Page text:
A soldier from Warner Robins was killed in Iraq last week, according to the U.S. Department of Defense.
Army Spc. Daniel Enrique Gomez, 21, died Wednesday with three other American soldiers when their vehicle was attacked in Adhamiyah, Iraq, the department said.
"Right now we're kind of at a loss for words," Gomez's sister, Marian Gomez said Sunday night. "But I think Daniel's life was like a lesson. All the things he's been through in such a short time ... what we learned from this one situation was that you're here one day, you're gone the next. We hate to say it, but we're another statistic."
Marian said her brother attended Warner Robins High School, where he played football and was active in the ROTC. He was a company commander there, she said.
"He was well loved," Marian said. "We had a vigil last night and tons of people showed up. More than we ever expected. He touched a lot of people's lives."
Gomez would have been in Iraq a year next month, said Marian, who is in the Coast Guard. He had been home recently, but returned to Iraq in early June, she said. He has a younger brother who is 13 and his father served in the Air Force, she said.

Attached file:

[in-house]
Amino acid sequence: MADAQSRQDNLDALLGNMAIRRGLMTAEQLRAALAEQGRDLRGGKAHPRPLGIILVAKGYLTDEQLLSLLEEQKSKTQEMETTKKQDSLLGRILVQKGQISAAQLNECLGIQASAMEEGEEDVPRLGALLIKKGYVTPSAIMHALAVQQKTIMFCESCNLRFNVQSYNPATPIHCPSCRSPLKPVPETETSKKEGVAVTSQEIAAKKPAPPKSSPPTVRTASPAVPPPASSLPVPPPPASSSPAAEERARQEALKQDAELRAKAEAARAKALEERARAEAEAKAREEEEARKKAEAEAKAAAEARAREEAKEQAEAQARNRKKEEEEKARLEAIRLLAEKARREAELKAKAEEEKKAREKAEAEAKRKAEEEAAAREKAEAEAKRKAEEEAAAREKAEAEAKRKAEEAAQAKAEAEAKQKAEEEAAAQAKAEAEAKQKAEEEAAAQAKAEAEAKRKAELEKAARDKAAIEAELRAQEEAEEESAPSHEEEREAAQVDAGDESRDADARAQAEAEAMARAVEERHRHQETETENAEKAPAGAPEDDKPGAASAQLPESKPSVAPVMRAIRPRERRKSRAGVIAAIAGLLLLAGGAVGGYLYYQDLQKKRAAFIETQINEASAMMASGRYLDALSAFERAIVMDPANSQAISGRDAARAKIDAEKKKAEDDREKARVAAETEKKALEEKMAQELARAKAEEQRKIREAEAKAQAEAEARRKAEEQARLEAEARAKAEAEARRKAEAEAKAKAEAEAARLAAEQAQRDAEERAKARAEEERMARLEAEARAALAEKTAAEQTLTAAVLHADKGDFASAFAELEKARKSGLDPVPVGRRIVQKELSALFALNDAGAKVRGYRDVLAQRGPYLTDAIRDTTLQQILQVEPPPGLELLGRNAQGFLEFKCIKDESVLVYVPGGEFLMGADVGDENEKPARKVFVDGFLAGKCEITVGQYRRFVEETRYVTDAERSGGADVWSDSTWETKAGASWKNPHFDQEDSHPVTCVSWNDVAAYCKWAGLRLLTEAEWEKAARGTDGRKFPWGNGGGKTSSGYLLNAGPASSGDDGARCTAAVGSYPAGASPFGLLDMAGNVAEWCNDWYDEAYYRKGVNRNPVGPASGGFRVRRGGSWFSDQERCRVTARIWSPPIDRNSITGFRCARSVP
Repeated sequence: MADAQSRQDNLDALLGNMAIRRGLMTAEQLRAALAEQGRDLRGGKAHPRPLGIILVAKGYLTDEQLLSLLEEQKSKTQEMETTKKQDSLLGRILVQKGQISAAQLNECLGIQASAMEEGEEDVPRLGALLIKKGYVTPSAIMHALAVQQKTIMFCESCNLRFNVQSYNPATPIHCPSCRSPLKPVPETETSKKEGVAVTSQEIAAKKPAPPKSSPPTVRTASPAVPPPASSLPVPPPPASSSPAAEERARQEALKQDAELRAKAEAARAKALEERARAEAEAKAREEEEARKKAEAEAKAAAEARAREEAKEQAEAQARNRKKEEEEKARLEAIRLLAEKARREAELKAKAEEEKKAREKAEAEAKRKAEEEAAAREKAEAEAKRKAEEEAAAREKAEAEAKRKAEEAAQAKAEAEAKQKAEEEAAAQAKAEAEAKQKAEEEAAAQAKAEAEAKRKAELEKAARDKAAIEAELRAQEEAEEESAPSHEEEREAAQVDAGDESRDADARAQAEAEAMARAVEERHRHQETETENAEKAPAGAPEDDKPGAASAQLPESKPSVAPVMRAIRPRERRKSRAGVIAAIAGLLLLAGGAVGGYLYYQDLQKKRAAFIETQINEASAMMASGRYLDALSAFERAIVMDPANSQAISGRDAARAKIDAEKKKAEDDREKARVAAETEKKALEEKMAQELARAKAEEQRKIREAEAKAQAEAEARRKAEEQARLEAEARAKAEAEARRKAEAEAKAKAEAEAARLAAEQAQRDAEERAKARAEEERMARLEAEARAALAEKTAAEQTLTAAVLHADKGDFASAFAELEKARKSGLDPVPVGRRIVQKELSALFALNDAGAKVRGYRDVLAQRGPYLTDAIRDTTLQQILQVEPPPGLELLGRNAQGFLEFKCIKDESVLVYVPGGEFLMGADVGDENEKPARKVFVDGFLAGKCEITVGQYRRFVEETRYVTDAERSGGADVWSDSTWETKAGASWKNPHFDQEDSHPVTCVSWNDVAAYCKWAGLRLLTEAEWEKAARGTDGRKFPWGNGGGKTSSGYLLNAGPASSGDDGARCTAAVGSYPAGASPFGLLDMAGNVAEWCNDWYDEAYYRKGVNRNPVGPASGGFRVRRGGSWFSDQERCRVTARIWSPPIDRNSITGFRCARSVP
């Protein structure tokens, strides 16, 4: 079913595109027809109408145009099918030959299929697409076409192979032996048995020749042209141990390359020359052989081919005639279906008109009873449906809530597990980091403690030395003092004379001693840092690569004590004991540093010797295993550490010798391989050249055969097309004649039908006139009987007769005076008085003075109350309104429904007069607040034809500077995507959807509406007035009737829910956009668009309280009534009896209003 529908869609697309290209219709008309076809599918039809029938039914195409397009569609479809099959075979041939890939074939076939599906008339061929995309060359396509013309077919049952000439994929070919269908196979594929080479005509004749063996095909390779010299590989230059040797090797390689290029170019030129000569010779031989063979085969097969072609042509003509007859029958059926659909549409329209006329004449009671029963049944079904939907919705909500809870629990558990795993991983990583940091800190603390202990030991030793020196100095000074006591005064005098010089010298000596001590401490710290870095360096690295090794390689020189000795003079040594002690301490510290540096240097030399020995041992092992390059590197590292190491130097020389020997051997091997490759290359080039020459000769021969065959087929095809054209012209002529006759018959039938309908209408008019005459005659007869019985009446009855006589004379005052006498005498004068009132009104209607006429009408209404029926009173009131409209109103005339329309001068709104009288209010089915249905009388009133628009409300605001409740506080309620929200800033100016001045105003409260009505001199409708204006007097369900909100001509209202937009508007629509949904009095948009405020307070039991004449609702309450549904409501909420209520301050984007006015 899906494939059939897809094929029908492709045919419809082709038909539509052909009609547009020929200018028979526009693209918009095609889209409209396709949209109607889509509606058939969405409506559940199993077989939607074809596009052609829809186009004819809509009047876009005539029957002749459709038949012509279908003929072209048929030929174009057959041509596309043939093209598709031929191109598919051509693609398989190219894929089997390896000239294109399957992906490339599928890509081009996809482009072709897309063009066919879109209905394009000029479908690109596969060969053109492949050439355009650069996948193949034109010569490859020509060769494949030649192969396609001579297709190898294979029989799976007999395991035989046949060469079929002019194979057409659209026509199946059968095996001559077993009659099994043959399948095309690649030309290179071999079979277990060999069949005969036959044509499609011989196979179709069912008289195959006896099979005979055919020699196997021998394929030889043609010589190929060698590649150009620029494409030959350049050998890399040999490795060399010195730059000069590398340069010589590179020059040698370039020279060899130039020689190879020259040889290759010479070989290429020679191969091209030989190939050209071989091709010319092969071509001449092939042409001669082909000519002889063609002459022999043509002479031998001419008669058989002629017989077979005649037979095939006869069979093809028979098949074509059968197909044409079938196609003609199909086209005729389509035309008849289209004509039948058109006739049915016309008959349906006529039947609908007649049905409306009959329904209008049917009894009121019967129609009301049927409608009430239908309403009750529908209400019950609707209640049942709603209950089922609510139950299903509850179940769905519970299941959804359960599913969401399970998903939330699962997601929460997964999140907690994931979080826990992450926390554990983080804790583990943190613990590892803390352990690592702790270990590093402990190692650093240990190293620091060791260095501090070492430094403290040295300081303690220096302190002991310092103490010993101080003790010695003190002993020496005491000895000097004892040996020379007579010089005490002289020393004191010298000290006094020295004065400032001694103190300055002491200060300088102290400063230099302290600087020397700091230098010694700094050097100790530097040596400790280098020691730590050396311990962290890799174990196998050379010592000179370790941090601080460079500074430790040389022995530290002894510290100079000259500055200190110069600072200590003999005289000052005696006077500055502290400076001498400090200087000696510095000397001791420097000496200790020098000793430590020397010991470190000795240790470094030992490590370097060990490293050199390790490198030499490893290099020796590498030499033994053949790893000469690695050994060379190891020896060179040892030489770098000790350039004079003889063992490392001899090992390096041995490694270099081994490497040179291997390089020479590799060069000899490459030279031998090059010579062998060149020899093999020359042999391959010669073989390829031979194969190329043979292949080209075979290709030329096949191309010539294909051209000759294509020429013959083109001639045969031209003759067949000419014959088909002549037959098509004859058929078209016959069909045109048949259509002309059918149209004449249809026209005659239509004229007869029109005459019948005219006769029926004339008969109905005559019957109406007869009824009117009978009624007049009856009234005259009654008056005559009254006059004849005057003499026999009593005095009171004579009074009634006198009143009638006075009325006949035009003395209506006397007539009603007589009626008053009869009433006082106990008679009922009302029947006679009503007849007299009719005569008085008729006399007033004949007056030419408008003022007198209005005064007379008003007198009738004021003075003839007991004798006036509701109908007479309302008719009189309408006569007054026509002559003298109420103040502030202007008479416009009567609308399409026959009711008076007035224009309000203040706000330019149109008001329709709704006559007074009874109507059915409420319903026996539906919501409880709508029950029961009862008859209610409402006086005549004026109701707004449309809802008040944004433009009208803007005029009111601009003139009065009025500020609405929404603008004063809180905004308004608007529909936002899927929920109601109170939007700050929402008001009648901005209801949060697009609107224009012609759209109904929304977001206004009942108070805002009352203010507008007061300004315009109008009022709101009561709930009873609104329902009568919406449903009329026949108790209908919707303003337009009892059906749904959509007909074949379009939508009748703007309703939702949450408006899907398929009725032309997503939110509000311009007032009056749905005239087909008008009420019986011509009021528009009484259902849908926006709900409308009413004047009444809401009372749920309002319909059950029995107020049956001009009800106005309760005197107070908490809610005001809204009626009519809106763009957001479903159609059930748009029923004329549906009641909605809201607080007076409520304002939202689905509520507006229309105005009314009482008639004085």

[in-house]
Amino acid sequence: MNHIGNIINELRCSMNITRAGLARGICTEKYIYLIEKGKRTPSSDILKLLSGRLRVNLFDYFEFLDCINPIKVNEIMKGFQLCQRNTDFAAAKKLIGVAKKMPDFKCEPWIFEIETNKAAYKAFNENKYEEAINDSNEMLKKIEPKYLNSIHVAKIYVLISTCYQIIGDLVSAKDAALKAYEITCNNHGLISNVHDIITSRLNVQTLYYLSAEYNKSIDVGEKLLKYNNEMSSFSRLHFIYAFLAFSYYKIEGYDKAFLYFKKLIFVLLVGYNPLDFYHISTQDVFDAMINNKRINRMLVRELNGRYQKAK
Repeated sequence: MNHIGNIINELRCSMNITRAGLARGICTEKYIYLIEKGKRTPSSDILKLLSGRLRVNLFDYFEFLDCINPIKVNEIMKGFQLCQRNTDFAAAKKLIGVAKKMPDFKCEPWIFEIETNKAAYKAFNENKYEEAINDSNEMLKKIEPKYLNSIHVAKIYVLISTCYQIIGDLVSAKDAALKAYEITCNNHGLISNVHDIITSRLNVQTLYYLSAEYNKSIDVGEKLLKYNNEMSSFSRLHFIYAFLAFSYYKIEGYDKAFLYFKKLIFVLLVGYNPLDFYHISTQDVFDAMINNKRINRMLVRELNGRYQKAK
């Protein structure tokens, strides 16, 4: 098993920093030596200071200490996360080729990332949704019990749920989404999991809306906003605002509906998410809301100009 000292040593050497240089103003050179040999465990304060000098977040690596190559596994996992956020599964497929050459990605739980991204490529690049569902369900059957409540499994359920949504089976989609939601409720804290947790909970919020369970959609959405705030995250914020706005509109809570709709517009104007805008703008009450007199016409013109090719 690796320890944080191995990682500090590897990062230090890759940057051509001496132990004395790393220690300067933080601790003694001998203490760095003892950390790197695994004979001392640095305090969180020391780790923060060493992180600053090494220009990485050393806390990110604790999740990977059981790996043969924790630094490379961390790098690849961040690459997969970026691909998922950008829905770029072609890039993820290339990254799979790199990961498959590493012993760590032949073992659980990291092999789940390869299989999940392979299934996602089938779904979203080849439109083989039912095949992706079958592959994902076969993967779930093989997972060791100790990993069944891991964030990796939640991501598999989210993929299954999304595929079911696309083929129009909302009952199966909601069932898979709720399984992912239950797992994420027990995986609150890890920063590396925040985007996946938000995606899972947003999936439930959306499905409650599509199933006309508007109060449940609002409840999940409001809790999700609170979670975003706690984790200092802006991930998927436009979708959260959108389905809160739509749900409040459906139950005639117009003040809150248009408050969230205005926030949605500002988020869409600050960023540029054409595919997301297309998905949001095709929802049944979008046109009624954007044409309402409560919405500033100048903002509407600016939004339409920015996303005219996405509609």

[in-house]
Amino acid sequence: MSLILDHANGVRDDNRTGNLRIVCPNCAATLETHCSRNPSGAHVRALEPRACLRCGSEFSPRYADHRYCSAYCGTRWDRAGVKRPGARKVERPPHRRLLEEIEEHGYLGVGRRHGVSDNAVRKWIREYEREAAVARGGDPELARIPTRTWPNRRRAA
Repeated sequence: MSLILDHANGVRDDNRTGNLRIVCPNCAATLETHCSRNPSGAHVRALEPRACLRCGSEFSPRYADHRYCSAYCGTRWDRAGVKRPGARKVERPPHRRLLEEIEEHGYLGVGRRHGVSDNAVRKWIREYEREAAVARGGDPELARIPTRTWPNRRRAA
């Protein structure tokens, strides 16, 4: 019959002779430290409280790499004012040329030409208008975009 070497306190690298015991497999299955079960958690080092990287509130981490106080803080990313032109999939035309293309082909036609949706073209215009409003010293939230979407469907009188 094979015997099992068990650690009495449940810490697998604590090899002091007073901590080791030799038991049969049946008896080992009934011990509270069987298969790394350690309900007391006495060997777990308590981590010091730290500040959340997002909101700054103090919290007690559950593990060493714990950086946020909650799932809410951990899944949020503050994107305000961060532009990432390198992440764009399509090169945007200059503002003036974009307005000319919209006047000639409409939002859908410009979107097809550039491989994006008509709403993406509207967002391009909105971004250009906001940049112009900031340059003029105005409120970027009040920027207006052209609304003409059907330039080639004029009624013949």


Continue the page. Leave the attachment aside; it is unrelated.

The other soldiers killed in the attack, according to the DOD, were: Sgt. 1st Class Luis E. Gutierrez-Rosales, 38, of Bakersfield, Calif., Spc. Zachary R. Clouser, 19, of Dover, Pa., and Spc. Richard Gilmore III, 22, of Jasper, Ala.
As of Sunday, at least 3,632 members of the U.S. military have died since the beginning of the Iraq war in March 2003, according to an Associated Press count. The figure includes seven military civilians. At least 2,977 died as a result of hostile action, according to the military's numbers.
I talked below about feeling like a vulture some times. We found out about this late. So at nearly 10 o'clock on a Sunday I started calling every Gomez in the Warner Robins phone book and asking if they knew a soldier named Daniel.
At about the dozenth call, his sister answered the phone. Daniel Gomez deserved to have his name on the front page of The Macon Telegraph tomorrow, in the top story, with the biggest headline.
And he deserved to have someone who knew him speak. I'm grateful to Marian for doing so, and for sharing her brother, again.
Something she said struck me, but it didn't make the story. You know how you pass something in a store, maybe it's a card, or a small gift - something that reminds you of someone? Those things mean a lot, she said.
"Don't pass it by," she said.
This world will chew you up and spit you out. And, in the end, all we really have are the people that we care about.